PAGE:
During the past years, I have been the veritable poster boy for the “Lazarus Syndrome,” the term used by medical and psychosocial experts to identify the new challenges facing the longer survivor. Since 2004, I have developed many of the illnesses that inevitably occur in those of us who survived the initial battle, ticking them off the checklist like a To Do list: Two separate occurrences of Non-Hodgkins lymphoma and the accompanying infections associated with the treatments, a heart attack, diabetes, bone loss, gum loss, facial wasting (lipoatrophy), belly bloating (lipodystrophy), and the continuing psychological effects of PTSD, depression, anxiety and ongoing fatigue.
I live now in the fashionable Meatpacking district, and there is a state-of-the-art high-end gym attached to my building. I can actually take the elevator and never have to step outside.
And yet, getting there is more of a chore than ever. I am older. I have less motivation. I have lower and upper back tension, a bum knee and shoulder spurs that, unless I opt for surgery, prevent me from bench pressing or lifting any heavy weights over my head. Thanks to Ed, my once-a-week trainer at Equinox, I have been able to alter my workouts to put less stress on my shoulders, i.e. less free weights, more machines. And the oh-so-important, yet oft-neglected stretching.
It’s the getting there that is tough. Telling myself to get up, to put on one sock and then another, used to be easier. I am constantly fighting the “What does it matter” syndrome. I play mind tricks with myself, sometimes texting Ed--“I’m coming down!”--even when we both know I don’t have an appointment. Whatever works.
As someone who has somehow survived the war but is still in the battle, I am constantly negotiating the fine line between ability and disability, health and sickness, hope and despondency. As someone who considers himself an “all or nothing” kind of guy, I am trying to learn to live in the grey area, convincing myself that a little bit of something some of the time is better than nothing at all. Every day, I negotiate the fine line between letting go and giving up, between accepting my limitations and getting frustrated by them. I am trying to be gentle with myself - not an easy task for someone who feels most comfortable in the zone of self-flagellation.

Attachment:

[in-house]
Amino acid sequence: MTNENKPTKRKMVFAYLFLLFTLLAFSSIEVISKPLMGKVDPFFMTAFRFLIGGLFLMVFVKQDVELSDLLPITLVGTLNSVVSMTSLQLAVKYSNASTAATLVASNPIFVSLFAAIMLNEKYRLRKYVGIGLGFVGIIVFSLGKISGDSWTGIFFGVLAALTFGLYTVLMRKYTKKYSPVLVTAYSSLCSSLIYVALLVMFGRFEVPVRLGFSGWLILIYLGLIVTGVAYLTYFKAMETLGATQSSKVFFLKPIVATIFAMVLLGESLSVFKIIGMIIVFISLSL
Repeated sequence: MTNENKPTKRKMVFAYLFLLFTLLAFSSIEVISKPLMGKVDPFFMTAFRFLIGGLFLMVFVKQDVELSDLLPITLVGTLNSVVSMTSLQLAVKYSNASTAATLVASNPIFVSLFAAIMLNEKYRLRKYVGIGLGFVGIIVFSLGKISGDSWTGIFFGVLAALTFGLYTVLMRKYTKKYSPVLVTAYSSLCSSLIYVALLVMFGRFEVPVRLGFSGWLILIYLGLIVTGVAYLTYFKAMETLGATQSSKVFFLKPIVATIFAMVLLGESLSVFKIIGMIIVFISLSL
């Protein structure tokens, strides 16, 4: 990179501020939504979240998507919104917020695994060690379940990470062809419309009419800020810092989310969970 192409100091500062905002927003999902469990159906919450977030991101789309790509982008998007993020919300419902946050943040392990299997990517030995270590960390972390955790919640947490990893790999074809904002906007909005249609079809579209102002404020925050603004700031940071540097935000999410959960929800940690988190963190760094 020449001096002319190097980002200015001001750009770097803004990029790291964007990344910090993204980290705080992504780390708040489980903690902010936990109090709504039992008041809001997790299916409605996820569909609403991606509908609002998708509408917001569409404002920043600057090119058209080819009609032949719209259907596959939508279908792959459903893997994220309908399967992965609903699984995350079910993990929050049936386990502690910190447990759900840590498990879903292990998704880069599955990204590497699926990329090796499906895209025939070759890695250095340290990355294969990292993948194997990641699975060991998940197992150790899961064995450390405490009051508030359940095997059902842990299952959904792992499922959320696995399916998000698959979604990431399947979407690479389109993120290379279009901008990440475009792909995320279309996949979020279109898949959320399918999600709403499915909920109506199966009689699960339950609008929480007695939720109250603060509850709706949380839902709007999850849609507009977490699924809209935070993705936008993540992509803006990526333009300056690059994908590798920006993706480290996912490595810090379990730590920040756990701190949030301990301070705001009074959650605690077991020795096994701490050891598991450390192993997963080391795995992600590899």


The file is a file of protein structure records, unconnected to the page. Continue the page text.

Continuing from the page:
I have friends who have given up. The losses of the past and their current physical and mental health obstacles are too difficult to overcome. They have given up on hope. They have given up on happiness. They have given up on life.
I understand them. I understand why they want to isolate and give up. I have been there, too. But somewhere down the line, I made a decision. I am not ready to disappear down that rabbit hole yet.
So I will continue making it to the gym when I can, thirty years after my HIV infection. Gyms have changed. Fads come and go. Yesterday: Nautilus and Step Aerobics; today: Foam rolling and SoulCycle spinning groups.
I wonder what the next fad will be?
Why I Still (Kinda, Sorta) Go to the Gym
Through my thirty years of living with HIV, there has been one consistency.